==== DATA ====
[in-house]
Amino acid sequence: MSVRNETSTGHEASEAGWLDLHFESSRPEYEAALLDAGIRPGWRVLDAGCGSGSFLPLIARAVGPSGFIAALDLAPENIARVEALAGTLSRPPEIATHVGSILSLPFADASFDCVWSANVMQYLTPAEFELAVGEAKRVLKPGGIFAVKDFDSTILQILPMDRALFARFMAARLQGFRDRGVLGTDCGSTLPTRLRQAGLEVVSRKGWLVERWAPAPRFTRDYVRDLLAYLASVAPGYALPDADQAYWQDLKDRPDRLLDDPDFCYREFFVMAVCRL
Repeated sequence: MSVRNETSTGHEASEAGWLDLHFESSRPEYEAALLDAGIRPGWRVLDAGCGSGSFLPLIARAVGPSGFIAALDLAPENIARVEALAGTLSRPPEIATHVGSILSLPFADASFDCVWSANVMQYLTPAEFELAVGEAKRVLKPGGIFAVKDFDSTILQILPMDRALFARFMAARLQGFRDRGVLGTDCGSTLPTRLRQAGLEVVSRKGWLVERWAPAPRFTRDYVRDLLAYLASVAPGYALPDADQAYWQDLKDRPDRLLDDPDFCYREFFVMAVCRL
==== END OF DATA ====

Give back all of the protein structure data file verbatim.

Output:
[in-house]
Amino acid sequence: MSVRNETSTGHEASEAGWLDLHFESSRPEYEAALLDAGIRPGWRVLDAGCGSGSFLPLIARAVGPSGFIAALDLAPENIARVEALAGTLSRPPEIATHVGSILSLPFADASFDCVWSANVMQYLTPAEFELAVGEAKRVLKPGGIFAVKDFDSTILQILPMDRALFARFMAARLQGFRDRGVLGTDCGSTLPTRLRQAGLEVVSRKGWLVERWAPAPRFTRDYVRDLLAYLASVAPGYALPDADQAYWQDLKDRPDRLLDDPDFCYREFFVMAVCRL
Repeated sequence: MSVRNETSTGHEASEAGWLDLHFESSRPEYEAALLDAGIRPGWRVLDAGCGSGSFLPLIARAVGPSGFIAALDLAPENIARVEALAGTLSRPPEIATHVGSILSLPFADASFDCVWSANVMQYLTPAEFELAVGEAKRVLKPGGIFAVKDFDSTILQILPMDRALFARFMAARLQGFRDRGVLGTDCGSTLPTRLRQAGLEVVSRKGWLVERWAPAPRFTRDYVRDLLAYLASVAPGYALPDADQAYWQDLKDRPDRLLDDPDFCYREFFVMAVCRL